Experience is essential. There is no substitute for it. The only way for a fighter to develop it is by fighting. Training at the gym is not enough. Competitive experience is worth its weight in gold. Each fight is another chance for the fighter to mentally mature. Self-doubt gradually diminishes, but if it does rear its ugly head, the fighter is experienced enough to deal with it. He’s been there before. He’s overcome that long and lonely walk to the ring. He knows what is waiting on the other side.

Fear no longer paralyzes him, it instead propels him.


“I tell them the first time they’re going to fight, the night before they probably won’t sleep. I can’t offer them any consolation other than the fact that the other guy went through the same thing, and when they get down to the fight and enter the dressing-room, especially if they’re in an amateur fight, the room is full of possible opponents, because they don’t know who they’re going to fight, and everybody looks calm, confident and smiling and all the new boy is aware of is that terrible thump in his chest, and he’s intimidated by their attitude and their confidence. What he doesn’t realize is that they look at him and they see the same thing in him as he sees in them, because by an exercise of discipline he also puts on a superficial appearance of confidence.” – Cus D’Amato


  1. This video and article really hit home for me. I’ve been involved in martial arts for over 13 years, and have competed in a number of different venues. From open martial arts tournaments and point fighting in my adolescence, to submission grappling and amateur MMA recently. Self-doubt and a lack of confidence have been my strongest adversaries here lately. As a matter of fact, I lost my amateur MMA debut mostly because of it. Granted, my opponent beat me fair and square, and he was a formidable opponent for sure, but my brain defeated me way before he landed any punch. It’s something I’m embarrassed about, and something that I’ve been struggling with since the fight ended almost two years ago. Not a day goes by that I don’t think about it, even if just for a few minutes.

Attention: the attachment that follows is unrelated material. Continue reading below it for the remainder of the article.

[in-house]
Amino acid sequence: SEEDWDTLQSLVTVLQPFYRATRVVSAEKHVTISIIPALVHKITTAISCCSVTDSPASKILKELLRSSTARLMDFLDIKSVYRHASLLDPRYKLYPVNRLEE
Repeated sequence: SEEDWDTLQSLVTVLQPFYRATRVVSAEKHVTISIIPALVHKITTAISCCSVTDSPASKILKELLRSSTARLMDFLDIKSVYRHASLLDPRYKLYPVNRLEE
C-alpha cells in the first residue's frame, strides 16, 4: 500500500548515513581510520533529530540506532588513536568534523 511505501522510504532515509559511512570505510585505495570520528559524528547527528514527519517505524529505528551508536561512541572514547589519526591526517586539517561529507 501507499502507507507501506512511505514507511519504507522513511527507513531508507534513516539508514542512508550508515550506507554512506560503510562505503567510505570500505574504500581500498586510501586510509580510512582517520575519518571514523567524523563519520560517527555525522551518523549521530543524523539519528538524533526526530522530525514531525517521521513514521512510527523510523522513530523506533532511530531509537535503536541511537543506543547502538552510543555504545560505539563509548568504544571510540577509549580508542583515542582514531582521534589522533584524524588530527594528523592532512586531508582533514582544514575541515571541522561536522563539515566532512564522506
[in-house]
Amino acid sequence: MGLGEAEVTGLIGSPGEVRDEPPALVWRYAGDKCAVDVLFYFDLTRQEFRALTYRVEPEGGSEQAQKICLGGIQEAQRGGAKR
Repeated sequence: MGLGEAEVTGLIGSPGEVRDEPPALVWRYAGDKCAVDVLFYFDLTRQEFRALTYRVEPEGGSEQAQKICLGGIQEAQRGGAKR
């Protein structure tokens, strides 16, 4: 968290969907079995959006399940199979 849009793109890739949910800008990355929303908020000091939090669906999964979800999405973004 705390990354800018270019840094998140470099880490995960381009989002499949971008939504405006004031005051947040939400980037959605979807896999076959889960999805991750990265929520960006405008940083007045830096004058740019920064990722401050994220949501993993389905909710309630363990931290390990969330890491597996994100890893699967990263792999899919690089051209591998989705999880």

I’ve begun the process of rebuilding myself. I’m working out with a new level of focus, intensity, and dedication, and I’m addressing my weaknesses in the sport, as well as in my mind. Thank you for sharing this video, and also for the write-up that followed. Just another piece of the puzzle for me.

  2. I’ve read former heavyweight boxing champion Rocky Marciano would actually go to sleep while in the dressing room before a fight. Damn, you have to wonder if the guy was human. Wonder how much time he would give himself to warm-up after he was awakened.

    1. @Eric – Plenty of guys nod off in the dressing room. That doesn’t necessarily mean they are devoid of nervous energy (not to say that Marciano was or wasn’t). Many commissions require that you get in the back room several hours before the fights actually begin. I’ve been with guys who had to report in at 6PM who didn’t fight until 11PM. That’s a long time to be pacing around. It’s common to kick up the feet and relax for a bit. Obviously, as you gain more experience though, it’s easier to deal with the nervous energy.